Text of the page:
York Community Energy

Energy Café 3: bold beginnings, scaling up and fighting fuel poverty

On 11th April 2019, YCE held Energy Café 3 at Quaker Meeting House, which featured a progress update on our Warmer York project and two talks from guest speakers about insulating houses on a national scale and fighting fuel poverty.

Russell Smith of RetrofitWorks talking about kick-starting a nationwide retrofit

Russell Smith of RetrofitWorks talking about kick-starting a nationwide retrofit movement

First up was Russell Smith from RetrofitWorks, who told us about his mission to make it as easy as possible for everyone in the country to retrofit their house to a very high level of insulation in order to reduce their energy bills and fight climate change.

The idea of RetrofitWorks is to create a nationwide network of trusted installers (“practitioners”), and facilitate communication between customers and installers via local intermediaries (“advocates”). Russell explained that advocates are an important part of the process because it can be very daunting and time-consuming for customers to speak directly to installers, and there can be misunderstandings caused by communication difficulties. Advocates are members of the community who regularly speak to practitioners on behalf of customers and make sure that the requirements are well understood by all parties, as well as deal with any other issues that might come up along the way. They are also in a position to give impartial advice to customers on the work that needs doing, which is not necessarily a given when talking directly to the people who are getting paid to do the work. Advocates help put trust back into the process, which Russell says is lacking at the moment, and is one of the reasons people don’t commit to getting the work done.

Kate Urwin of Yorkshire Energy Doctor talking about her work tackling fuel poverty in the Selby area

Kate Urwin of Yorkshire Energy Doctor talking about her work tackling fuel poverty in the Selby area

Next, Kate Urwin from Yorkshire Energy Doctor talked about her work with some of the poorest households in North Yorkshire, helping them with their bills and making sure they are able to heat their homes during the cold winter months. Kate can help in various ways depending on the needs of the specific household; this might be by helping them to switch energy suppliers (Kate cited one example of someone who had been with the same supplier for decades and was able to save over £700 a year just by switching!) or by arranging for them to have a new boiler, heating controls, insulation etc. installed, often for free.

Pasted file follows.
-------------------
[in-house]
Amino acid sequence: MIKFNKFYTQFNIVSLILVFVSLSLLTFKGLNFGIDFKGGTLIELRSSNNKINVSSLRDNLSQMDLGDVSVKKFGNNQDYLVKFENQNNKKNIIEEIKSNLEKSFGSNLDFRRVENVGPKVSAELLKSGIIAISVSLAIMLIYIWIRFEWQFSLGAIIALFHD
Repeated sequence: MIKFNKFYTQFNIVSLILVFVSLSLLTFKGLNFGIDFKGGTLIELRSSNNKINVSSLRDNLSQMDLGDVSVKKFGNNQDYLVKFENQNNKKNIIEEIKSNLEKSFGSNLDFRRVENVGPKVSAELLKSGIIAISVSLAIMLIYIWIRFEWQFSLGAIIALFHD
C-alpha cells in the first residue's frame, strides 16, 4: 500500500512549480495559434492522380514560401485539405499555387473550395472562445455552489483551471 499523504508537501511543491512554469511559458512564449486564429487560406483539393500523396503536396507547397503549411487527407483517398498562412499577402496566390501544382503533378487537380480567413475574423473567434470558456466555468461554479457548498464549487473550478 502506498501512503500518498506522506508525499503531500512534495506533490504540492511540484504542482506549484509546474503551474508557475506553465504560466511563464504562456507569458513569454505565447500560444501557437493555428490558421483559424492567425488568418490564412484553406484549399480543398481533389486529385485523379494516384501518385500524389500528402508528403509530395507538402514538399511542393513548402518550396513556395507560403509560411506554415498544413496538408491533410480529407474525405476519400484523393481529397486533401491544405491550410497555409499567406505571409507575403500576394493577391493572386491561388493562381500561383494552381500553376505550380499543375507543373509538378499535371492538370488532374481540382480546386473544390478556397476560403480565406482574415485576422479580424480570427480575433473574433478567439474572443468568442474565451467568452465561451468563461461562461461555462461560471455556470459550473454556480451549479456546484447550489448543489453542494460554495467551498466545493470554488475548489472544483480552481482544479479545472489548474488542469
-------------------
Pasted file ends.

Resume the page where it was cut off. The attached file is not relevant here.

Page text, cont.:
It was very inspiring to hear how Kate is able to help these people save money, but also slightly disheartening that people are allowed to get into this kind of situation in the first place. It takes kind souls like Kate to identify the people in need (many of whom are referred to her by social services, the fire service etc.) and guide them along the journey to getting help that is readily available for them, but is often difficult to access without expert guidance.

Kate also showed us a very impressive interactive map on her website which allows you to filter North Yorkshire households by fuel poverty indicators and identify those most in need. Unfortunately for us, the data comes from North Yorkshire County Council and so doesn’t cover York! But that might be something we could look into for the future…

Tom de Simone of YCE talking about our latest progress with the Warmer York project

Tom de Simone of YCE talking about our latest progress with the Warmer York project

Finally, our own Tom de Simone took to the stage to give a progress update on YCE’s own foray into the world of home energy efficiency, known as the Warmer York project. We had teased some details at previous public meetings, but until now we didn’t have much work to show for it. I am happy to report that we have now taken part in a number of home assessments, shadowing Andy Walker of Sure Insulation (who you may remember from a previous energy café) and learning all we can from him. We have also acquired a thermal imaging camera to help with assessments, and Tom has been on a training course with Carbon Co-op in Manchester to learn how and when to use it, and how to set up the best conditions for using it (hint: it involves sucking the air out of the house with a big fan!).

We also recently held our first “house warming party”, where YCE members and committee members came together under Andy’s supervision to insulate ex-chair Richard and current chair Ivana’s suspended timber floor! Everyone really got stuck in, and there was even talk of a future party at a member’s house! While we aimed to get the work done in a single day, there was inevitably some overrun, and poor Ivana, Richard and Andy were left to finish off the following day (and the next day…)! Still, Ivana informed us at the Energy Café that there is already a noticeable improvement in the warmth of the room. Good to hear!

You can find photos of the floor insulation job at various stages of the process on our new instagram account.

Our next objective for Warmer York, apart from doing more assessments and house warming parties, is to start making connections with local installers. YCE is already a member of the RetrofitWorks network, and ultimately we might consider becoming advocates (as explained above). The first step in that process is to find suitable local contractors and build a relationship with them so we can add them to the network and start facilitating some projects!

There will be a video of the evening appearing at some point once we have finished editing it, so watch this space!

And finally, in case you didn’t catch it on the TV, here’s our very own Ivana talking to That’s York TV about the Energy Café!